Saloua Raouda Choucair, Bench, ca. 1969-71. Limestone, 570 x 115 x 105 cm. Courtesy of Mathaf: Arab Museum of Modern Art, Doha.

Laura Barlow




Futuristic, Interdisciplinary Aesthetics and Architecture

in the Work of Saloua Raouda Choucair 

This PhD research focusses on the work of Lebanese artist Saloua Raouda Choucair (1916–2017, Beirut, Lebanon). Choucair actively produced sculpture, painting, furniture, textiles, jewelry and extensive writings in a career spanning more than fifty years, designing an unapologetic life as a creative activist. The significance of Choucair’s works is not only in the variety and experimentation of medium and form, but their continuous active proposition for singular and plural interaction.

A long-term commitment to sculpture resulted in multiple series of abstract, modernist artworks in stone, wood, metal, and plastics, intended to be produced monumentally and experienced in public space. Choucair explored the modular, unitary structures of mathematics, science, architecture, and Arabic poetry in sculptural form to open an inquiry into the potential consciousness of the self and collective citizenry, informed by ideas of Sufi transcendence and infiniteness. Choucair revisited these formal and intellectual threads as a set of equations over time in relation to the changing socio-political context of Beirut as Lebanon experienced independence, secularization, civil war (1975-1992), and post-war rebuilding.

This research study positions Choucair as an independent, futuristic thinker. The research will explore and ask, how through an engagement with systems and networks, of nature, science, architecture, and spirituality, and the potentiality of these for the individual and collective in society, Choucair connected the history of Islamic art and architecture with advanced thinking around progressive integrated technologies and their relation to people, considering their application to ­space and the built environment. This foresight preempted and still parallels the complex focus of contemporary artistic practices today. Creating patterns or systems using pragmatic disciplines of mathematics, architecture and science, Choucair’s objects and paintings embody an intentionality: the language of these tactile forms – modularity, rhythm, and theoretical references – opens to an experiential exchange with these objects. Intentionality in these works is therefore to deepen individual and collective consciousness and capacity for knowledge and being.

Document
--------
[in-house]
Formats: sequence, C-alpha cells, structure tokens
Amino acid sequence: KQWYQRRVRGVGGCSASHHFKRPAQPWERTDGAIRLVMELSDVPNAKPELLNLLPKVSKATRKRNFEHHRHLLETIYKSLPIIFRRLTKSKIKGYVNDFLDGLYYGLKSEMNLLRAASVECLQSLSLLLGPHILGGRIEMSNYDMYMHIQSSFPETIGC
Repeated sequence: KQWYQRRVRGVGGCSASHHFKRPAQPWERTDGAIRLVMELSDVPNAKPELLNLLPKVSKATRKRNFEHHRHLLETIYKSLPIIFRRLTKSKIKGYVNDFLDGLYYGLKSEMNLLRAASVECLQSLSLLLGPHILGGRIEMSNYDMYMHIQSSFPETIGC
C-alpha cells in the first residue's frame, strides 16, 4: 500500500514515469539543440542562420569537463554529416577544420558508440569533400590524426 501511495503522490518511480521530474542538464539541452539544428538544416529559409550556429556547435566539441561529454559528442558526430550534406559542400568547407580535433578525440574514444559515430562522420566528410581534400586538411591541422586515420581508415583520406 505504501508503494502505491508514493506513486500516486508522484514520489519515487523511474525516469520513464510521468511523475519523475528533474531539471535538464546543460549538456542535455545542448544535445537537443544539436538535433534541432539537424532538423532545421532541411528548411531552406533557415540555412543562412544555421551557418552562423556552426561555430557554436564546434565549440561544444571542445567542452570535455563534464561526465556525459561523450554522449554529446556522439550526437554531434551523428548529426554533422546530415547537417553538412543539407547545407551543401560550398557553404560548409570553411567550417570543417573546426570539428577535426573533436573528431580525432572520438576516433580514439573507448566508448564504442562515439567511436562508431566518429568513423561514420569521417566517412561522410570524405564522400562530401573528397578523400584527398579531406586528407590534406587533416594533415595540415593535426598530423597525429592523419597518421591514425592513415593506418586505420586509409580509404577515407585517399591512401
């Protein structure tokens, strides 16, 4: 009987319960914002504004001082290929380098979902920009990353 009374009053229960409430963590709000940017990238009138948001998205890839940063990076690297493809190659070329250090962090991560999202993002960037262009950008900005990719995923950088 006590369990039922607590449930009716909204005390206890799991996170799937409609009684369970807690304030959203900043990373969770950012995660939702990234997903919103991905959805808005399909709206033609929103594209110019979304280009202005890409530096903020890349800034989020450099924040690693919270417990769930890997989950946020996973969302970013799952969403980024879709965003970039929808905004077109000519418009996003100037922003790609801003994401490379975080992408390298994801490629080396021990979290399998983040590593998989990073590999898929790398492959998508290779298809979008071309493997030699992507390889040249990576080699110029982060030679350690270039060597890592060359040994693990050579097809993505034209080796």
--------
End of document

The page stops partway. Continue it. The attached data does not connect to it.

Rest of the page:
The significance of Choucair’s work is in the continuously present active proposition that it opens for singular and plural interaction. As a perceptive and strong intellectual thinker she was able to define her relationship to context and progressive thinking around her own practice without conceding to impositions. This research will ask, what were these impositions and how did the artist deflect these. Looking at the active rhythms of progress in her sculpture and writing to explore her approach to internal and external systems and structures, and organic and built environments, will map the artist’s work within an international modernism accelerated by post-world war II modernization and scientific and technological innovation.

This research is a study of Choucair within intersectional Modernisms across aesthetics and architecture starting with the artist’s context of production and exchange and including transitions through colonial, post-colonial and post-independence in dialogue with expanded, global events and sociopolitical change. In this perspective the connective thread is a question regarding the agency and political engagement of the body and mind in response or with an object, and the transition of these exchanges across “post” multiplicities in modern and contemporary practices internationally.



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Ines Weizman